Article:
I'm the Executor for my mom's Will in Atlanta (DeKalb County). I've handled all the paperwork so far on my own with an occasional lawyer review. It's time to file the Petition to Discharge. I hired a probate lawyer to do the Final Return and calculate the final distributions and Executor Fee. I provided him with all bank accounts and a typed summary, but he keeps hitting snags and so far it has cost me a small fortune for him to correct his own errors and the amount still doesn't reconcile to the bank account balance. It's a small estate with only cash assets. Should an accountant be doing this instead? Does it have to be done on a specific form for the probate court? I'd do it on my own but want to make sure the distribution figures are correct for me and my 3 siblings/fellow heirs
I do these all the time. In fact, staff does a lot of the work. It shouldn't require an accounting degree. A good probate lawyer can handle it.
No attorney-client relationship or privilege is formed by this communication. This answer is to be considered as a general discussion of legal principals and is NOT LEGAL ADVICE. If the asker seeks specific legal advice, he should retain an attorney, who will naturally take the time to consider all aspects of the case and perform any necessary legal research.
Really, you just have a tough decisions to make - one of those where there is no right answer. There are reasons to suggest moving on from the attorney you have been using (his errors, no guarantee that it will get better), however, hiring a new attorney or accountant and having him/her spend time becoming familiar with the estate will also cost money. (If you do hire someone else, a probate attorney should be able to handle and will have the probate law knowledge which is useful making an attorney the better option in my opinion). Another option could be to politely point out the issue of being charged to correct the attorney's errors and ask if you can come to a reasonable arrangement regarding being charged for this time. I find that if your approach is respectful and reasonable, many people are willing to work with you and maybe split the cost. While I think that it is reasonable for some time to be spent (billed) in revising, etc. of the accounting, if you have really spent a small fortune specifically on the time spent correcting errors, then I think that it would not be reasonable for the attorney to charge his full rate.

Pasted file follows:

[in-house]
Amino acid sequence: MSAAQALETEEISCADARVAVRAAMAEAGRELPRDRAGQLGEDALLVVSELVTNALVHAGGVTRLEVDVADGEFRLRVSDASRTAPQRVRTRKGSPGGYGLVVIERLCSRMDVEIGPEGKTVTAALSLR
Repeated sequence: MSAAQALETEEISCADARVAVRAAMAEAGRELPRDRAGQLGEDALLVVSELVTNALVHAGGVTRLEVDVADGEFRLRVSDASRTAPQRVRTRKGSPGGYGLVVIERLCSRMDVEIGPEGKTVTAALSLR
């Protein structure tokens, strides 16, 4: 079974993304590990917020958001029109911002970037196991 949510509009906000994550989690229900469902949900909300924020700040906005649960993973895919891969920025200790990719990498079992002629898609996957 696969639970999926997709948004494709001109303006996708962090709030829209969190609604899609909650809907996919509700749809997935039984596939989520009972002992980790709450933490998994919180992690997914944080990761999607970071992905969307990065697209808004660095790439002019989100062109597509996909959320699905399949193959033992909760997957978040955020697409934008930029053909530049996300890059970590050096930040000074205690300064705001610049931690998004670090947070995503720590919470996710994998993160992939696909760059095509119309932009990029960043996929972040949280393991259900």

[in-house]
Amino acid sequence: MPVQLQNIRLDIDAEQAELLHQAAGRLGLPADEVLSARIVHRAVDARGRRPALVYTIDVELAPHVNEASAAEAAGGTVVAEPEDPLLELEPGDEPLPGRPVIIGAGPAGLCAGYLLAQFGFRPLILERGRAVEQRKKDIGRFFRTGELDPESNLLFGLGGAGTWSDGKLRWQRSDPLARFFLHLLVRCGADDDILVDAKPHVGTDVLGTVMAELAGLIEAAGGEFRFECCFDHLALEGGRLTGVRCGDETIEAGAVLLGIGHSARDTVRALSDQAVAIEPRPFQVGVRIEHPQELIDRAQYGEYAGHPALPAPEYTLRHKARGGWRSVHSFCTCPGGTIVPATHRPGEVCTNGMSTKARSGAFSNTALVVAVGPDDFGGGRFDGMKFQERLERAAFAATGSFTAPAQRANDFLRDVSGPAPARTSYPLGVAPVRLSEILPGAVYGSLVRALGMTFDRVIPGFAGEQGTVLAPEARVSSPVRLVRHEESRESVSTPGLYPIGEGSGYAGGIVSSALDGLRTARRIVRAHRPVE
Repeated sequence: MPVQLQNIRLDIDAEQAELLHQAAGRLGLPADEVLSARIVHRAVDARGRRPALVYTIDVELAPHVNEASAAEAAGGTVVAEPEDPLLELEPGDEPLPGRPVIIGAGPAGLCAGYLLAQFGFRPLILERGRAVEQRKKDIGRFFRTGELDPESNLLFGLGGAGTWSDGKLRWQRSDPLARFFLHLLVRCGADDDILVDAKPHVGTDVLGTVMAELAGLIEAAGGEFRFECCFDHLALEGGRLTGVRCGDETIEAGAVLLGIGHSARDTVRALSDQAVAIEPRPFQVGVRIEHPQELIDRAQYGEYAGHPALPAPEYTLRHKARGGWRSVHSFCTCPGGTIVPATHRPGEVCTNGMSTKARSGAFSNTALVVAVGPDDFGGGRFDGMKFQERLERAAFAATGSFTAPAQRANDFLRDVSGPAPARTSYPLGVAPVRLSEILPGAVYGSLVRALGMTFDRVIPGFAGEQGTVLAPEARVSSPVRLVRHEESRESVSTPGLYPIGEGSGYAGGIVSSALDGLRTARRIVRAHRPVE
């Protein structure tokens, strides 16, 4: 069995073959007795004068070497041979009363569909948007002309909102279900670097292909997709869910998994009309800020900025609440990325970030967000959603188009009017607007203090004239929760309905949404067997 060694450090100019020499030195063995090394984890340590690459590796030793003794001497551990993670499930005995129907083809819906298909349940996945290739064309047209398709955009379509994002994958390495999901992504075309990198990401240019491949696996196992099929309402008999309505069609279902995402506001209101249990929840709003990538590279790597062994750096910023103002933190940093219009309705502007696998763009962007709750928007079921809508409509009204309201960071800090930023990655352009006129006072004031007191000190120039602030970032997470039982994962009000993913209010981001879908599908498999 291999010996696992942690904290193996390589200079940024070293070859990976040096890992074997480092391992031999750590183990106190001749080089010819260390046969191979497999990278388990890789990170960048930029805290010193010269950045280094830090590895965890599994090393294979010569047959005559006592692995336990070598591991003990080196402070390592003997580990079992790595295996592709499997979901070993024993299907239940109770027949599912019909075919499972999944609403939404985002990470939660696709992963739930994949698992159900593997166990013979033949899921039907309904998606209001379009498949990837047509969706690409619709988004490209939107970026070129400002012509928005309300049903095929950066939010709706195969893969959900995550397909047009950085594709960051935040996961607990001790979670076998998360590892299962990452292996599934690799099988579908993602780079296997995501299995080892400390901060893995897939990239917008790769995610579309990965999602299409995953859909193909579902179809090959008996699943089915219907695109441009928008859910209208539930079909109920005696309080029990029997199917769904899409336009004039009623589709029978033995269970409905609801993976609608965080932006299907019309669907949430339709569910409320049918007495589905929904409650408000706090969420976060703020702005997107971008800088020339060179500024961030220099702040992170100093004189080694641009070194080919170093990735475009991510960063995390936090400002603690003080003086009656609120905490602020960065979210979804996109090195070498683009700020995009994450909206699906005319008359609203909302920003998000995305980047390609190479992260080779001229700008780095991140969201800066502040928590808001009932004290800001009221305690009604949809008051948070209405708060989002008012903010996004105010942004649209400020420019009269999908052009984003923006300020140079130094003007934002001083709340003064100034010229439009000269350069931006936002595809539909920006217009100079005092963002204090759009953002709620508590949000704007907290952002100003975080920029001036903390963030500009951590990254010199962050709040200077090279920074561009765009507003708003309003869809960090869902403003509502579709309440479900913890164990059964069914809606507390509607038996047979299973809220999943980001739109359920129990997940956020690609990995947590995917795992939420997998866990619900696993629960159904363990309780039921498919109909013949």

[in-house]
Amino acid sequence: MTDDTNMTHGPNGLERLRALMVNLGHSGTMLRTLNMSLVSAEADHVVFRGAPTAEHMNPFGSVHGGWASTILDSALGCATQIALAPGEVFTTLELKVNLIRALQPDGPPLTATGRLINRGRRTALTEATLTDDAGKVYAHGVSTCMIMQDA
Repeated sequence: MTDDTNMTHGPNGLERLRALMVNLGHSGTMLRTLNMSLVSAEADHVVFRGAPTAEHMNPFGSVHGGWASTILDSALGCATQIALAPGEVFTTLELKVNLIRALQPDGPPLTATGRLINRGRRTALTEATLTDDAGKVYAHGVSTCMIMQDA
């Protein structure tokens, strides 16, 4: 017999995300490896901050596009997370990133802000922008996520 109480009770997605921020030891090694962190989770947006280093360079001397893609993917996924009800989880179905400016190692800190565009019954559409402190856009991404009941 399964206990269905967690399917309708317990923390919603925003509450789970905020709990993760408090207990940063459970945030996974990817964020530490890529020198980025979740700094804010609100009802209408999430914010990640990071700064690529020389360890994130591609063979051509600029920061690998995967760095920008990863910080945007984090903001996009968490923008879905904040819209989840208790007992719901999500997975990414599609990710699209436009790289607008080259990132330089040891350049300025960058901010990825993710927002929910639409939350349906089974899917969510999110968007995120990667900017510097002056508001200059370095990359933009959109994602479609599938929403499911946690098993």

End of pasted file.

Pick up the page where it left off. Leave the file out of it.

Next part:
First of all, a final return is not required unless the court ordered you to file a final return. If your siblings are OK with your work thus far and will sign a Consent to Final Discharge, you should be able to simply file a Petition for Discharge. If the heirs will sign your Consent to Discharge when they get their last payments, then simply write the checks, get the consents and file the discharge papers. No accounting required.
If you need to prepare an accounting, a lawyer or accountant can handle it. There is a form that each probate court uses for the accounting. Stop by the Dekalb County Probate Court and get the required form.
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